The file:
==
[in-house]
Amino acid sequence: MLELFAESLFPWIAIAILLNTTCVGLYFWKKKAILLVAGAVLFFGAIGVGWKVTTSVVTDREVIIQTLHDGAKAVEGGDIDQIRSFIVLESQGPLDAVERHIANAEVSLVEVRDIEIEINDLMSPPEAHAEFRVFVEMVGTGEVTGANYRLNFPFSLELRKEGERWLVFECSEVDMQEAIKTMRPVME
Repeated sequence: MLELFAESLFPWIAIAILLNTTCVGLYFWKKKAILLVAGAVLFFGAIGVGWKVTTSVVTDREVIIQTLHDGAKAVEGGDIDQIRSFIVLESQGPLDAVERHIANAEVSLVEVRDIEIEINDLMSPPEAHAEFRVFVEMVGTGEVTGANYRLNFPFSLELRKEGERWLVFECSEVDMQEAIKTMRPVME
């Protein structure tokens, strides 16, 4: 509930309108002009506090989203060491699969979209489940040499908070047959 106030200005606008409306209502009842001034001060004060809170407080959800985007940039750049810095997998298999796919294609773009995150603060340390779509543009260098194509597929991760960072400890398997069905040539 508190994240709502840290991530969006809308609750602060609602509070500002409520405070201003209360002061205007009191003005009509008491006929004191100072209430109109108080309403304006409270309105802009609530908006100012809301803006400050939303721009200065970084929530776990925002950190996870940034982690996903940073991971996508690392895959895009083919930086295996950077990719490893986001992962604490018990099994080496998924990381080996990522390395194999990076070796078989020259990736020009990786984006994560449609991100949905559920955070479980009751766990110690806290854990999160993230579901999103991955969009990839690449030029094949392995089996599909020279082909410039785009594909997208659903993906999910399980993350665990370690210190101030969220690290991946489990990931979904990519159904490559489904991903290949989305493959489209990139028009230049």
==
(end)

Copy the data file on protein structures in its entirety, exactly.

[in-house]
Amino acid sequence: MLELFAESLFPWIAIAILLNTTCVGLYFWKKKAILLVAGAVLFFGAIGVGWKVTTSVVTDREVIIQTLHDGAKAVEGGDIDQIRSFIVLESQGPLDAVERHIANAEVSLVEVRDIEIEINDLMSPPEAHAEFRVFVEMVGTGEVTGANYRLNFPFSLELRKEGERWLVFECSEVDMQEAIKTMRPVME
Repeated sequence: MLELFAESLFPWIAIAILLNTTCVGLYFWKKKAILLVAGAVLFFGAIGVGWKVTTSVVTDREVIIQTLHDGAKAVEGGDIDQIRSFIVLESQGPLDAVERHIANAEVSLVEVRDIEIEINDLMSPPEAHAEFRVFVEMVGTGEVTGANYRLNFPFSLELRKEGERWLVFECSEVDMQEAIKTMRPVME
């Protein structure tokens, strides 16, 4: 509930309108002009506090989203060491699969979209489940040499908070047959 106030200005606008409306209502009842001034001060004060809170407080959800985007940039750049810095997998298999796919294609773009995150603060340390779509543009260098194509597929991760960072400890398997069905040539 508190994240709502840290991530969006809308609750602060609602509070500002409520405070201003209360002061205007009191003005009509008491006929004191100072209430109109108080309403304006409270309105802009609530908006100012809301803006400050939303721009200065970084929530776990925002950190996870940034982690996903940073991971996508690392895959895009083919930086295996950077990719490893986001992962604490018990099994080496998924990381080996990522390395194999990076070796078989020259990736020009990786984006994560449609991100949905559920955070479980009751766990110690806290854990999160993230579901999103991955969009990839690449030029094949392995089996599909020279082909410039785009594909997208659903993906999910399980993350665990370690210190101030969220690290991946489990990931979904990519159904490559489904991903290949989305493959489209990139028009230049």